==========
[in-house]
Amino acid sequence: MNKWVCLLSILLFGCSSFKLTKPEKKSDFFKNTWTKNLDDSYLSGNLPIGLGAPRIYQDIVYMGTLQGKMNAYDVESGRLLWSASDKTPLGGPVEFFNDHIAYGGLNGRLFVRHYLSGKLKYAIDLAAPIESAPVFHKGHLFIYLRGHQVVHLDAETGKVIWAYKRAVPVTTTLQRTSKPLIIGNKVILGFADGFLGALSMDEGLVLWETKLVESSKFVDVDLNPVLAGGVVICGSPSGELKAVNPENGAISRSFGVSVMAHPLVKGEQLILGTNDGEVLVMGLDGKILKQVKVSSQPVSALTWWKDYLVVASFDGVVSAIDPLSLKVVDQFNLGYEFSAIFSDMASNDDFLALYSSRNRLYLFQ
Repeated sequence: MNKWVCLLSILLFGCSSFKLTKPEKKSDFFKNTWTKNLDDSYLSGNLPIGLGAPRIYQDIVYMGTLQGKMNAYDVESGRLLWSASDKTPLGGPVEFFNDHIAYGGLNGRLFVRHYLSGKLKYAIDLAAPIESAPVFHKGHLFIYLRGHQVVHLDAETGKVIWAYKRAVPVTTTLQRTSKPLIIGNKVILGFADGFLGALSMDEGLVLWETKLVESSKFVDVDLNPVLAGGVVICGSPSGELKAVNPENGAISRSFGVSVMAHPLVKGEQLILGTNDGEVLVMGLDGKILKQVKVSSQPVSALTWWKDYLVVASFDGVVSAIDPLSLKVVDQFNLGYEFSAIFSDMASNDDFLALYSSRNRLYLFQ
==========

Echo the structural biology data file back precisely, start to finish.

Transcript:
[in-house]
Amino acid sequence: MNKWVCLLSILLFGCSSFKLTKPEKKSDFFKNTWTKNLDDSYLSGNLPIGLGAPRIYQDIVYMGTLQGKMNAYDVESGRLLWSASDKTPLGGPVEFFNDHIAYGGLNGRLFVRHYLSGKLKYAIDLAAPIESAPVFHKGHLFIYLRGHQVVHLDAETGKVIWAYKRAVPVTTTLQRTSKPLIIGNKVILGFADGFLGALSMDEGLVLWETKLVESSKFVDVDLNPVLAGGVVICGSPSGELKAVNPENGAISRSFGVSVMAHPLVKGEQLILGTNDGEVLVMGLDGKILKQVKVSSQPVSALTWWKDYLVVASFDGVVSAIDPLSLKVVDQFNLGYEFSAIFSDMASNDDFLALYSSRNRLYLFQ
Repeated sequence: MNKWVCLLSILLFGCSSFKLTKPEKKSDFFKNTWTKNLDDSYLSGNLPIGLGAPRIYQDIVYMGTLQGKMNAYDVESGRLLWSASDKTPLGGPVEFFNDHIAYGGLNGRLFVRHYLSGKLKYAIDLAAPIESAPVFHKGHLFIYLRGHQVVHLDAETGKVIWAYKRAVPVTTTLQRTSKPLIIGNKVILGFADGFLGALSMDEGLVLWETKLVESSKFVDVDLNPVLAGGVVICGSPSGELKAVNPENGAISRSFGVSVMAHPLVKGEQLILGTNDGEVLVMGLDGKILKQVKVSSQPVSALTWWKDYLVVASFDGVVSAIDPLSLKVVDQFNLGYEFSAIFSDMASNDDFLALYSSRNRLYLFQ